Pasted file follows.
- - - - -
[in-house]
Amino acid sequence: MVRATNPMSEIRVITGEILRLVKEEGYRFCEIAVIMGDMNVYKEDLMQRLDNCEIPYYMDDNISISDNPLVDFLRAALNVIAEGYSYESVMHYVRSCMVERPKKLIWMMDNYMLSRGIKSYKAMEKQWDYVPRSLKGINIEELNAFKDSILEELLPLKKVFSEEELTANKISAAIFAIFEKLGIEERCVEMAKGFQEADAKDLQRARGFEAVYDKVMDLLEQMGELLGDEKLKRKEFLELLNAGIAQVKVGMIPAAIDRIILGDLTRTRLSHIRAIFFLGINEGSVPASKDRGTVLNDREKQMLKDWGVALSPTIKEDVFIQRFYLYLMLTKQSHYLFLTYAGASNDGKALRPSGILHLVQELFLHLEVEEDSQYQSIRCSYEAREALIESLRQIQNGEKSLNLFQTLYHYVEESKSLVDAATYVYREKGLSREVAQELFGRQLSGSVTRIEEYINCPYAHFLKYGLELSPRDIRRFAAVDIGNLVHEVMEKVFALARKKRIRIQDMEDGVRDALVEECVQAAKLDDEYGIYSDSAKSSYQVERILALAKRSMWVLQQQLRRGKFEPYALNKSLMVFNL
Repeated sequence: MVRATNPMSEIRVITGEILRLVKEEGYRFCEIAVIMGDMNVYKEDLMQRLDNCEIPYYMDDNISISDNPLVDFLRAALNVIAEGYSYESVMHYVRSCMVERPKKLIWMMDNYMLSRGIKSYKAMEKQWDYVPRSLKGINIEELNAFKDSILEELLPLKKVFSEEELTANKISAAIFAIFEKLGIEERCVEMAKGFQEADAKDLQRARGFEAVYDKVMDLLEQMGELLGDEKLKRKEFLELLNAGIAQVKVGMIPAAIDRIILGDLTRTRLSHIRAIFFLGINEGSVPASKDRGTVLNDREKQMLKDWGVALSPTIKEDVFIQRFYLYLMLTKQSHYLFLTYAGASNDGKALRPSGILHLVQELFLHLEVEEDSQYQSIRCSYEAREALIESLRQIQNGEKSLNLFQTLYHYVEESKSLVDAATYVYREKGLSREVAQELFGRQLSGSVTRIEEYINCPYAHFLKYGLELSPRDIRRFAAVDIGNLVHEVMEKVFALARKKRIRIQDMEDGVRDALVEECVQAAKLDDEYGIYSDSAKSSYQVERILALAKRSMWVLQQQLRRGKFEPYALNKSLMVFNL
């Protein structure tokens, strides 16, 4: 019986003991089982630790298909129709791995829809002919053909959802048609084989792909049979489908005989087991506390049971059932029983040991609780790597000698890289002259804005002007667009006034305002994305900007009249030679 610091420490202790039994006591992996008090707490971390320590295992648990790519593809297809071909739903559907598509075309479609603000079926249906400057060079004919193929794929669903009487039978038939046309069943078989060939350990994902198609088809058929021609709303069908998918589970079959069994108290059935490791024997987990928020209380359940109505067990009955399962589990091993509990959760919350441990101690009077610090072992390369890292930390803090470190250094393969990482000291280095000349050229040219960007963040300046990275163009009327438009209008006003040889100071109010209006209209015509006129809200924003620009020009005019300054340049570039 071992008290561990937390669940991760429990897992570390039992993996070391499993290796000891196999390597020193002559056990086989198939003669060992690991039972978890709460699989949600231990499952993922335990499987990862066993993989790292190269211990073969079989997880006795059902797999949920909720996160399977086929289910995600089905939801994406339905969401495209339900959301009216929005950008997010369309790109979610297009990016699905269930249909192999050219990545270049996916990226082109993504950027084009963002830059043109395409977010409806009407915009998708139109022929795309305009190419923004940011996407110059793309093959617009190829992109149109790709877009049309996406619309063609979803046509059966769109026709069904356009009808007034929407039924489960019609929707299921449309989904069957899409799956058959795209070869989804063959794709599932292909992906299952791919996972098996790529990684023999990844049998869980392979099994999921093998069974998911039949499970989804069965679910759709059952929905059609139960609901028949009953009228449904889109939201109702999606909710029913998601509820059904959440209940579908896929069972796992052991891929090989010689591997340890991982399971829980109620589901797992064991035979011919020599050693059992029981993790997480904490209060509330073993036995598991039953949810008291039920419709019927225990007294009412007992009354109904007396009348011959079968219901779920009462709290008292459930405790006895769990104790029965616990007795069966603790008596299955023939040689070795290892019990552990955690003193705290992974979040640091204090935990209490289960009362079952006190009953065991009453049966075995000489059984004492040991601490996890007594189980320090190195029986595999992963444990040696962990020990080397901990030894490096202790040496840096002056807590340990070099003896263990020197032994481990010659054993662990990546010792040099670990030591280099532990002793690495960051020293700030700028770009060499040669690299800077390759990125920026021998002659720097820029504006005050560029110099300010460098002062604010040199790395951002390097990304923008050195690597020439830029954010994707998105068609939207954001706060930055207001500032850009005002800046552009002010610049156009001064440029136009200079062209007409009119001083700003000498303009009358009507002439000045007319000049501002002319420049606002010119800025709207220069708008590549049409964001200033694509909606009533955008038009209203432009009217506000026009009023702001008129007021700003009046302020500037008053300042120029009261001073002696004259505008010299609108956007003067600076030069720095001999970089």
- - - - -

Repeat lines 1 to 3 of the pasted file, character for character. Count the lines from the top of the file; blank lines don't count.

[in-house]
Amino acid sequence: MVRATNPMSEIRVITGEILRLVKEEGYRFCEIAVIMGDMNVYKEDLMQRLDNCEIPYYMDDNISISDNPLVDFLRAALNVIAEGYSYESVMHYVRSCMVERPKKLIWMMDNYMLSRGIKSYKAMEKQWDYVPRSLKGINIEELNAFKDSILEELLPLKKVFSEEELTANKISAAIFAIFEKLGIEERCVEMAKGFQEADAKDLQRARGFEAVYDKVMDLLEQMGELLGDEKLKRKEFLELLNAGIAQVKVGMIPAAIDRIILGDLTRTRLSHIRAIFFLGINEGSVPASKDRGTVLNDREKQMLKDWGVALSPTIKEDVFIQRFYLYLMLTKQSHYLFLTYAGASNDGKALRPSGILHLVQELFLHLEVEEDSQYQSIRCSYEAREALIESLRQIQNGEKSLNLFQTLYHYVEESKSLVDAATYVYREKGLSREVAQELFGRQLSGSVTRIEEYINCPYAHFLKYGLELSPRDIRRFAAVDIGNLVHEVMEKVFALARKKRIRIQDMEDGVRDALVEECVQAAKLDDEYGIYSDSAKSSYQVERILALAKRSMWVLQQQLRRGKFEPYALNKSLMVFNL
Repeated sequence: MVRATNPMSEIRVITGEILRLVKEEGYRFCEIAVIMGDMNVYKEDLMQRLDNCEIPYYMDDNISISDNPLVDFLRAALNVIAEGYSYESVMHYVRSCMVERPKKLIWMMDNYMLSRGIKSYKAMEKQWDYVPRSLKGINIEELNAFKDSILEELLPLKKVFSEEELTANKISAAIFAIFEKLGIEERCVEMAKGFQEADAKDLQRARGFEAVYDKVMDLLEQMGELLGDEKLKRKEFLELLNAGIAQVKVGMIPAAIDRIILGDLTRTRLSHIRAIFFLGINEGSVPASKDRGTVLNDREKQMLKDWGVALSPTIKEDVFIQRFYLYLMLTKQSHYLFLTYAGASNDGKALRPSGILHLVQELFLHLEVEEDSQYQSIRCSYEAREALIESLRQIQNGEKSLNLFQTLYHYVEESKSLVDAATYVYREKGLSREVAQELFGRQLSGSVTRIEEYINCPYAHFLKYGLELSPRDIRRFAAVDIGNLVHEVMEKVFALARKKRIRIQDMEDGVRDALVEECVQAAKLDDEYGIYSDSAKSSYQVERILALAKRSMWVLQQQLRRGKFEPYALNKSLMVFNL